Greg's advice is very helpful. I would add that it is also important to just
think about the words and images on your own. What kind of place are
these strange characters in? What do they seem to be doing? What
could connect them in feeling or mood to the story of Agamemnon's death?
I also think "Sweeney Among the Nightingales" is one of Eliot's most
enigmatic and strange poems. I wonder what members of the list so think
Date sent: Mon, 17 Feb 2003 03:30:17 -0500
Send reply to: "T. S. Eliot Discussion forum." <[log in to unmask]>
From: "D.Gregory Griffith" <[log in to unmask]>
Subject: Re: Needing assistance with "Sweeney Among the Nightingales"
To: [log in to unmask]
Welcome to the list. Please forgive folks if they are a bit slow to
respond to your question, but it's a very common event on "academic" or
literature chat lists for high school students to subscribe late one
evening and post a plea for help on a paper on a given author or work, and
also to need that help before a rapidly approaching deadline. I think
that's part of the humor in Carrol's post when he writes:
"I used to tell students that if someday they found themselves at
midnight, with a thousand word literary paper due the next morning at
8:00, there was a foolproof way to have it finished by no later than 3:00
I also agree with Nancy when she advises:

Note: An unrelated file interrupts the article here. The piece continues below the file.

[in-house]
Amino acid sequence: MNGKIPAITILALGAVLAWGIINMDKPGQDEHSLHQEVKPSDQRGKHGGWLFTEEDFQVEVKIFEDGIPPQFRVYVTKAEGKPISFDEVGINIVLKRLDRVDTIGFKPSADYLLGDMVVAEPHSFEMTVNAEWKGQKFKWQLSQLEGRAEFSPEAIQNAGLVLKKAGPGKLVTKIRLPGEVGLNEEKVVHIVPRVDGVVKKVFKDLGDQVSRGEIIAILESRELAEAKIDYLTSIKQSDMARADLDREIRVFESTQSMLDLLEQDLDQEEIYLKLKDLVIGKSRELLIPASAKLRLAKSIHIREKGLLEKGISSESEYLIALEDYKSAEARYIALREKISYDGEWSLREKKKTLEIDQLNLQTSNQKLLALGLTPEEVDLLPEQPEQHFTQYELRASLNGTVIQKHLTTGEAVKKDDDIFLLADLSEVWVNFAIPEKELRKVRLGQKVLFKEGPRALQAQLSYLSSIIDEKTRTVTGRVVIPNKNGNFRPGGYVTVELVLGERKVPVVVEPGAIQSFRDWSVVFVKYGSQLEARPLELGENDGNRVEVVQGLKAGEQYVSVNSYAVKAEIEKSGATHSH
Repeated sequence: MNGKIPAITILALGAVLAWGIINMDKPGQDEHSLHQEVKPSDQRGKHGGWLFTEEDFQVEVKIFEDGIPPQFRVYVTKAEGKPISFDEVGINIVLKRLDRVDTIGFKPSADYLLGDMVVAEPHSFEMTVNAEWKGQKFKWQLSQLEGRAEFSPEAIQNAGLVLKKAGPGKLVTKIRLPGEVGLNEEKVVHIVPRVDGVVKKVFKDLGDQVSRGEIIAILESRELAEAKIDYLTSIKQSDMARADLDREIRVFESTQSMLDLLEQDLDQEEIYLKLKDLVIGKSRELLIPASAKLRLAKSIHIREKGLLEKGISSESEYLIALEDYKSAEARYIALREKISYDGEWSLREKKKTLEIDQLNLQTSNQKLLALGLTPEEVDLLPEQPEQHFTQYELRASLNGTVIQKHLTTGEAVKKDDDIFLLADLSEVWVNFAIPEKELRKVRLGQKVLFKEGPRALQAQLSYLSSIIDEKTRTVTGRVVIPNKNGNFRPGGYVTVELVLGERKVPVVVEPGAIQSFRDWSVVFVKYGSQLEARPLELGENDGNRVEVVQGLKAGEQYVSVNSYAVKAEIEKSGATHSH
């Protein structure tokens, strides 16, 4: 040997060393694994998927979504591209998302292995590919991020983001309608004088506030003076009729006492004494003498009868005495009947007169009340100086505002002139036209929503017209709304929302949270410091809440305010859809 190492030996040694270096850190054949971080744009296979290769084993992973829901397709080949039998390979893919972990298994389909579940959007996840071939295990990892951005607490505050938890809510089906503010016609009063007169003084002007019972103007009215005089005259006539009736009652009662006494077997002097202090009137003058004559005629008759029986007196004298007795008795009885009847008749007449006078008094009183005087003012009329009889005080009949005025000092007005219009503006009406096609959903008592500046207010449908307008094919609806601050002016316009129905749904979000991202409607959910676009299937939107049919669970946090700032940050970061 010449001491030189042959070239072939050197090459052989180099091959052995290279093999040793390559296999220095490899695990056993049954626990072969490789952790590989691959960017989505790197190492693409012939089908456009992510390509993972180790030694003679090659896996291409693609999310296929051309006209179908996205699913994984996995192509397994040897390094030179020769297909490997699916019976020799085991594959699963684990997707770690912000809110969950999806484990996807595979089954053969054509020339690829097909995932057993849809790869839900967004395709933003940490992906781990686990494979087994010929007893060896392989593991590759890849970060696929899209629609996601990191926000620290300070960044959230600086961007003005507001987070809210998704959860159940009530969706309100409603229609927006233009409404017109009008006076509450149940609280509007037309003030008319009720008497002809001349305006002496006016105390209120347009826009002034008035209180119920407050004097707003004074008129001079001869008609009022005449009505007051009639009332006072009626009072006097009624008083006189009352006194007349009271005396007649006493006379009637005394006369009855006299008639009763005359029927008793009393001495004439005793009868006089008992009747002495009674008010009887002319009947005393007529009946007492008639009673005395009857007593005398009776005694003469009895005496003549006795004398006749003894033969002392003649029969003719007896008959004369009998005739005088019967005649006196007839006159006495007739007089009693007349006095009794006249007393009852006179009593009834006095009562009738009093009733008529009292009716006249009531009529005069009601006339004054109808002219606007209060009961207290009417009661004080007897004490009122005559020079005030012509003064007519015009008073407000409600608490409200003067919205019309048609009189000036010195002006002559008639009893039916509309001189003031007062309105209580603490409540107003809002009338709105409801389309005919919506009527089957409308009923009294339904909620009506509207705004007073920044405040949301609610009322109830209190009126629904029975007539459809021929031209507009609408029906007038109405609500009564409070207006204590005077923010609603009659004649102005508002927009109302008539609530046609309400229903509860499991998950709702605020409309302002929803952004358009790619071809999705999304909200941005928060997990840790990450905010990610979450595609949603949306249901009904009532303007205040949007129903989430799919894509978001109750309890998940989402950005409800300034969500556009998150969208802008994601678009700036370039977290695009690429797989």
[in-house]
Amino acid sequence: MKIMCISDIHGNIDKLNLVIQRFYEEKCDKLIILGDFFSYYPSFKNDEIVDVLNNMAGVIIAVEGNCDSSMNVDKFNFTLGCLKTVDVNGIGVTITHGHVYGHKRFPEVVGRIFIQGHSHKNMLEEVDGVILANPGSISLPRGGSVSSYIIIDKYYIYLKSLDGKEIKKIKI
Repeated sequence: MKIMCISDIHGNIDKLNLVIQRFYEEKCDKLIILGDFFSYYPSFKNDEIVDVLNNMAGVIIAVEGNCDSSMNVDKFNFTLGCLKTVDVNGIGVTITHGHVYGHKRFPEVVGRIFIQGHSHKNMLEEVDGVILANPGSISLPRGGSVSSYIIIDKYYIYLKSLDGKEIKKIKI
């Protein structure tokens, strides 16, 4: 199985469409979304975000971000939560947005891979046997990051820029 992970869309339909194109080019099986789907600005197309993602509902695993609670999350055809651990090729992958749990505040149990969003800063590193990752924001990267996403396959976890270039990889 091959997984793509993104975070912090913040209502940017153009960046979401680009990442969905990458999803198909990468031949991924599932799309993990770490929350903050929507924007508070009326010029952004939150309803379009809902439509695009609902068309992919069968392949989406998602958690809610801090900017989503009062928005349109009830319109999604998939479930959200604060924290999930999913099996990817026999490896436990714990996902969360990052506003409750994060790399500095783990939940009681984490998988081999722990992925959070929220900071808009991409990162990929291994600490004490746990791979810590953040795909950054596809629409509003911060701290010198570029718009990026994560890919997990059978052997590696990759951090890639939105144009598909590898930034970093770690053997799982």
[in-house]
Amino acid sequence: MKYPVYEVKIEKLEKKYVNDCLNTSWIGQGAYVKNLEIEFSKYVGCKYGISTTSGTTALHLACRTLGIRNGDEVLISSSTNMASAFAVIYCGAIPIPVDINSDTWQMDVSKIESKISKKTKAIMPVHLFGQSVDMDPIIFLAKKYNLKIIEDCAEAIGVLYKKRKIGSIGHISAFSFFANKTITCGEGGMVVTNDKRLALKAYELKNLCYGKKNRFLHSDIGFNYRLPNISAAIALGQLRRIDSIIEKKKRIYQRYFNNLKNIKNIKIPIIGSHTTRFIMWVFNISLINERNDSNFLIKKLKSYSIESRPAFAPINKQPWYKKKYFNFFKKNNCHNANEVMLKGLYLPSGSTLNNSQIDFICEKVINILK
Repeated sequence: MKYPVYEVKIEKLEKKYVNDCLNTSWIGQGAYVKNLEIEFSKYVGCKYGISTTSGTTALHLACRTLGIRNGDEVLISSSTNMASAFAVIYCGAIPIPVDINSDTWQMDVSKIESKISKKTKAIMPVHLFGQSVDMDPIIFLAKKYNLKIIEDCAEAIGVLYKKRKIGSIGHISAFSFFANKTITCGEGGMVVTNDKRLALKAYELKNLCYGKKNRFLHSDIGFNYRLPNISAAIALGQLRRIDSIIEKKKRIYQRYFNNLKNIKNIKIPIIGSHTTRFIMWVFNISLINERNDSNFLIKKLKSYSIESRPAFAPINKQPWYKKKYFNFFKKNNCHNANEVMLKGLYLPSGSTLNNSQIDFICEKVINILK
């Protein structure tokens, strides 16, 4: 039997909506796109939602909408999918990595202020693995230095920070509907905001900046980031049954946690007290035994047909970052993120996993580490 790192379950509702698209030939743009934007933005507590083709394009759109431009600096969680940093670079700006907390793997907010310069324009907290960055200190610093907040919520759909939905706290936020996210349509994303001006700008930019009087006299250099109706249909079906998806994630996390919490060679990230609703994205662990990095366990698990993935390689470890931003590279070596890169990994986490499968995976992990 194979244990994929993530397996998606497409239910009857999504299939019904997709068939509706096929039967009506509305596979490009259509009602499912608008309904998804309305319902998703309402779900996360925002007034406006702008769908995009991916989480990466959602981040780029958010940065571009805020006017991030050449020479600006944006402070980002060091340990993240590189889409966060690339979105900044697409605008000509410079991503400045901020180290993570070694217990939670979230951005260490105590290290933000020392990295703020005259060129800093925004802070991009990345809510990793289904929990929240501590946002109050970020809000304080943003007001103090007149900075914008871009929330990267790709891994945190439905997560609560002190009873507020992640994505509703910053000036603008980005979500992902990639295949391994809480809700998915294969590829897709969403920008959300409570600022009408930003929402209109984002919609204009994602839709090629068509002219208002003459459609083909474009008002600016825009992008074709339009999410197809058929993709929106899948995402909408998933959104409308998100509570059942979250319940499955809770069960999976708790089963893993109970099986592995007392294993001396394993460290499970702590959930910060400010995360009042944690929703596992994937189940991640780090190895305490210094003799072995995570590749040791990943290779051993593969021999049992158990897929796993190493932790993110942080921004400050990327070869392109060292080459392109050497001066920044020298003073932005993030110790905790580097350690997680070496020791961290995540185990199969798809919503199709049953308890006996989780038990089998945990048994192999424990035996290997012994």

"you do not want to be told a meaning you can write down that you have
thought through yourself."
Her posts point you to some good places to do some detective work.
In addition to those, two books that offer good brief explanations of
Greek and Roman myths, characters, places, etc. are J.E. Zimmerman's
_Dictionary of Classical Mythology_, and Edith Hamilton's _Mythology_.
They can quickly give you basic details; they are both available in
inexpensive, "pocket-sized" paperbacks, and both have been printed in a
million editions, so they should be easily obtained from a library. For
me, part of the appeal of Eliot is the experience of working on a poem for
a long time--being the detective or the archeologist--tracing the
allusions, finding and reading the authors and works Eliot is alluding to,
etc. Since you don't need answers to your query right away, enjoy that
type of reading experience, and I'd be interested in what you find in the
poem once you've read some of the sources and references in Nancy's
and above that help with the allusions. A couple of small hints: the Greek
epigraph is from a play by Aeschylus entitled _Agamemnon_. It translates
"Alas, I am struck deep by a mortal blow"--this info. and translation are
available in the Southam "Guide" that Nancy points out. Looking at the
myths about Agamemnon--his death in particular--might help. The name
appears in the poem in the last stanza; the death of this Greek hero is
alluded to both at the beginning and the end of the poem.
Many times, the authors or works or myths you discover by way of Eliot's
allusions are wonderful reading and worth the "footwork", whether they
give you insight into the particular Eliot poem that started the search to
begin with or not.
Adrian Szydlo wrote:
> Hello everyone, I am new to this list. I am high school student and I
> need help analyzing Eliot's "Sweeney Among the Nightingales."
> Specifically, I need help with theme and symbolism (including
> allusions). I am really lost with this one. If anybody can help me with
> the meaning of this poem or help point out any symbolism or allusions, I
> would be most grateful. Thank you.Sincerely,Adrian Szydlo